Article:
He was not an intellectual, theologian, manager or administration, he added, “neither was he a reformer, let alone a politician, as some have wanted to see him, exploiting his name.” Instead, he was a “man of God, a man of prayer, a man of obedience and love for people,” he said.

Chris Bain, director of the British Catholic aid agency CAFOD, said “labeling Romero left or right did not fit the man.” He added that he is sure there are “many reasons” why it is perceived that the left hijacked the Romero story, but to him, a key one is that El Salvador at the time was “run by a repressive, self-styled right-wing regime whose brutality was justified as doing what was necessary to stop the country becoming communist, an approach supported by the U.S. government at the time.”

For this reason, Bain argues, the political left “made him in their image without understanding him fully, and the right colluded.”

“Neither wanted to understand how he was a critic of the way some liberation theologians had embraced Marxism or that all the evidence suggests he was a social and theological conservative,” Bain continued. This, he said, “was evidence of the repression, affecting both ordinary people and servants of the Church, that led him to speak out — his belief that every person was a child of God, and the brutality was unconditionally wrong.”

CAFOD honors Romero because at the time of his martyrdom he was a CAFOD partner, and the aid agency supported many of his archdiocesan social and communication programs, including the diocesan radio station that broadcast his homilies.


Strength Through Prayer

Archbishop Paglia stressed that, through prayer, Archbishop Romero found “rest, peace and strength.” He recalled how the archbishop had written of his fears that his life was in danger just a few days before his martyrdom but took solace in the fact that the Lord assists the martyrs, who “feel his closeness when offering their last breath.”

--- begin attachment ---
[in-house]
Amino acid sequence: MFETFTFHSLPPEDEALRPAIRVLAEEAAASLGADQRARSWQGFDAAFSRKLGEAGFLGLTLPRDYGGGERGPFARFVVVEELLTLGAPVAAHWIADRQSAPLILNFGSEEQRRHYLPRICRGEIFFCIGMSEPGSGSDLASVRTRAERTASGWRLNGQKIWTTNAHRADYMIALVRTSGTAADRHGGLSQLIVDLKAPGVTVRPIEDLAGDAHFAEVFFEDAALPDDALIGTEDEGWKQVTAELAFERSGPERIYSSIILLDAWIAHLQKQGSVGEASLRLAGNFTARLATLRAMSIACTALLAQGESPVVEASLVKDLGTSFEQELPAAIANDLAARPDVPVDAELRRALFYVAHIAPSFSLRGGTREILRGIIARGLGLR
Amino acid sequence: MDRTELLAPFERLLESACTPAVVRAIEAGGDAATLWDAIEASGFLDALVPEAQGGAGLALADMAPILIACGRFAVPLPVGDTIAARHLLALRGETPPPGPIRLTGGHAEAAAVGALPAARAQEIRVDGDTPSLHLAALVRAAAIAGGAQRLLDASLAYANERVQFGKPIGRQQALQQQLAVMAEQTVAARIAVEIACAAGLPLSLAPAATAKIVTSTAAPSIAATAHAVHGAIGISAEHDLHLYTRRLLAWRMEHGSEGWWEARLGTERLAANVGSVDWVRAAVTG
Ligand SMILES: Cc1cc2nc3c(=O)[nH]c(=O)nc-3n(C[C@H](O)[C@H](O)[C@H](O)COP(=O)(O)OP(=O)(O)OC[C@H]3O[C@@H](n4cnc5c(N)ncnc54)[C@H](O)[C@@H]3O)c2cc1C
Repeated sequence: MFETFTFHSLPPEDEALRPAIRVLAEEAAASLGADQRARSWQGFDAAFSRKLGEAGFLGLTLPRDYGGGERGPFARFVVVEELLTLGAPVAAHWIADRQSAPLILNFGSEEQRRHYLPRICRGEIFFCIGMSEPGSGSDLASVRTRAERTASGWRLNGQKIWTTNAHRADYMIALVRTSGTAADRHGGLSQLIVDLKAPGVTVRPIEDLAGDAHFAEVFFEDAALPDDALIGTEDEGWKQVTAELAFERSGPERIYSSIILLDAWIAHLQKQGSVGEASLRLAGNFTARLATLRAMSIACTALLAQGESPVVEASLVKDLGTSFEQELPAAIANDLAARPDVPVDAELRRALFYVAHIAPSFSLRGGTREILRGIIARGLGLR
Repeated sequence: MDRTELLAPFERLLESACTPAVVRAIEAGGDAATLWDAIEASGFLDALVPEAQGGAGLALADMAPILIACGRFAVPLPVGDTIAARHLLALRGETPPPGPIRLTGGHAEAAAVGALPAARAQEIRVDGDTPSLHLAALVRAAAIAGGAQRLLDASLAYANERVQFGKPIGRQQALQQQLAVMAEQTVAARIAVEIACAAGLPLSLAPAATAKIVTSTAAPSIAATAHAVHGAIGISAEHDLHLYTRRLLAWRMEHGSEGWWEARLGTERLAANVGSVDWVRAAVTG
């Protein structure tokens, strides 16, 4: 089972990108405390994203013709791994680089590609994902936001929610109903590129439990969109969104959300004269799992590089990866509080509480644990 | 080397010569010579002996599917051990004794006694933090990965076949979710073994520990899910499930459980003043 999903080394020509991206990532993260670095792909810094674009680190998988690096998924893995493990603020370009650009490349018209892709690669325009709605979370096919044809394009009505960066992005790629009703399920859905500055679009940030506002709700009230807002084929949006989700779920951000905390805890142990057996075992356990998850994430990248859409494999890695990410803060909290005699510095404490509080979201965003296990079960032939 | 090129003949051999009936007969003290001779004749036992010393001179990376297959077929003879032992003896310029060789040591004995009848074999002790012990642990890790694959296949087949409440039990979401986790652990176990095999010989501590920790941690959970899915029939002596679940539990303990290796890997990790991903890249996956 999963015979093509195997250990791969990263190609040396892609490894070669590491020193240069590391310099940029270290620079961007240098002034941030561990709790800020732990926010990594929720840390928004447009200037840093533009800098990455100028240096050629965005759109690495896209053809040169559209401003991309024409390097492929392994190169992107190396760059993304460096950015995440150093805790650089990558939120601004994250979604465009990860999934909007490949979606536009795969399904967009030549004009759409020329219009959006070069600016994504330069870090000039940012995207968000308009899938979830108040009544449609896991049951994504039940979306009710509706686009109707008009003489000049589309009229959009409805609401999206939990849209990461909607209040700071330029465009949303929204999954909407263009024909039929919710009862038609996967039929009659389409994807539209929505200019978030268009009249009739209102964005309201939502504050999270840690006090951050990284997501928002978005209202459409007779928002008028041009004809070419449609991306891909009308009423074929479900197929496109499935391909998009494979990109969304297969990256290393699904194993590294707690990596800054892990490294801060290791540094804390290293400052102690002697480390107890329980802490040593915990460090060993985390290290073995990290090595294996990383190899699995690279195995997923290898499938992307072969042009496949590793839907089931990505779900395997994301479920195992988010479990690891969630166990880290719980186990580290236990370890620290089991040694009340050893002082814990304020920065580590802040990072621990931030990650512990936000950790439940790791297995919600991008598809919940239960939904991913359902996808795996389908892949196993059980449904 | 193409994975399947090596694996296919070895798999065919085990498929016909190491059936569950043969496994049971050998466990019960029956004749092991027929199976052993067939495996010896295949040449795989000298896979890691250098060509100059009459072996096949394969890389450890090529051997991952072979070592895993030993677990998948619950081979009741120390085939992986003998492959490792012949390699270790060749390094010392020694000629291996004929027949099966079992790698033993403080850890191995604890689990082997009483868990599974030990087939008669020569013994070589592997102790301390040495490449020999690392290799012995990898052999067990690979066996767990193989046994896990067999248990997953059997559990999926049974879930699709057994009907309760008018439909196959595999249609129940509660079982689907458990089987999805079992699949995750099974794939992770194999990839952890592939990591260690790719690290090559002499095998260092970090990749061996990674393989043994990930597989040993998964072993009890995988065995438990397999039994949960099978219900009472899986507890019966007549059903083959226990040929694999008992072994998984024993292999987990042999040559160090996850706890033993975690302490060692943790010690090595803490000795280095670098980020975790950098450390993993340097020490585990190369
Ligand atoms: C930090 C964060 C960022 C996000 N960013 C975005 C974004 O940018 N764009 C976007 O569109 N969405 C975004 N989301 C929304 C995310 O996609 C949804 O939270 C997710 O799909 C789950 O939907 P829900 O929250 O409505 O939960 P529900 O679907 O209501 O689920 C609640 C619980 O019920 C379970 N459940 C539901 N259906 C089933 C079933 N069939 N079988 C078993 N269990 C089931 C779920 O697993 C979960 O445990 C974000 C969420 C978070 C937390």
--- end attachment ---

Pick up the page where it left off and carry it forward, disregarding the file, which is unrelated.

Archbishop Paglia also noted how much the martyred archbishop was surrounded by a climate of persecution and had lost 30 priests from his diocese — either killed, deported or expelled. Hundreds of catechists and faithful had also been killed or disappeared.

“The leaders of [Romero’s] killer wanted to silence the Church of Vatican II by his death,” said Archbishop Paglia, one of the founders of the Sant’Egidio lay community. “So he was killed at the altar.

“His martyr’s death occurred in odium fidei [in hatred of the faith] because, as shown in the carefully documented examination carried out in the process of beatification, it was caused not only for political reasons, but for hatred of a faith that, imbued with charity, would not be silent in the face of the oppression of the people.”

“John Paul II — who knew well the lives of two other saints killed at the altar, Stanislaus of Krakow and Thomas Becket of Canterbury — effectively noted: ‘They killed him right at the most sacred moment, during the highest and most divine act,’” Archbishop Paglia said. “The killers, preventing Romero from concluding the Mass, wanted to divide the worship of God from his mercy.”

“The martyr Romero reminds us,” Archbishop Paglia concluded, “that one cannot separate the Eucharist from the poor. And Pope Francis never ceases to show us this with words and gestures.”

Edward Pentin is the Register’s Rome correspondent.